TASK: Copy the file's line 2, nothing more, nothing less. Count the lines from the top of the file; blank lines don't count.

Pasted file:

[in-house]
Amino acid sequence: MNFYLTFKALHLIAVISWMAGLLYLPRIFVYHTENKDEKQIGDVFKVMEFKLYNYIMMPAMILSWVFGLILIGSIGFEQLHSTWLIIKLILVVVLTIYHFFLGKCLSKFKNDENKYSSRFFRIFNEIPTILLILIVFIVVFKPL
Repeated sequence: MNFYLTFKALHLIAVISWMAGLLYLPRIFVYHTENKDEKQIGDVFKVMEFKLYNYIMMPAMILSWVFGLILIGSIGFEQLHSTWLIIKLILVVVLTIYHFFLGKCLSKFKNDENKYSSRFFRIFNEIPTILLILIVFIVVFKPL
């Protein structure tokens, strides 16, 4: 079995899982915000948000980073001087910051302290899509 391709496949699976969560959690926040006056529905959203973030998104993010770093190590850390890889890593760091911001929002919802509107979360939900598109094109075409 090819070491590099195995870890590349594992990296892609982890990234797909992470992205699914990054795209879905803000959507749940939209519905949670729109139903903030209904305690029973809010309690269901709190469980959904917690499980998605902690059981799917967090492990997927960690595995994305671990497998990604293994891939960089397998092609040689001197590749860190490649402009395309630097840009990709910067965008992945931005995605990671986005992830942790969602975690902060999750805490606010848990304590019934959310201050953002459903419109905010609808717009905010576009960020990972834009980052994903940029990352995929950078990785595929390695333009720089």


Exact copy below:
Amino acid sequence: MNFYLTFKALHLIAVISWMAGLLYLPRIFVYHTENKDEKQIGDVFKVMEFKLYNYIMMPAMILSWVFGLILIGSIGFEQLHSTWLIIKLILVVVLTIYHFFLGKCLSKFKNDENKYSSRFFRIFNEIPTILLILIVFIVVFKPL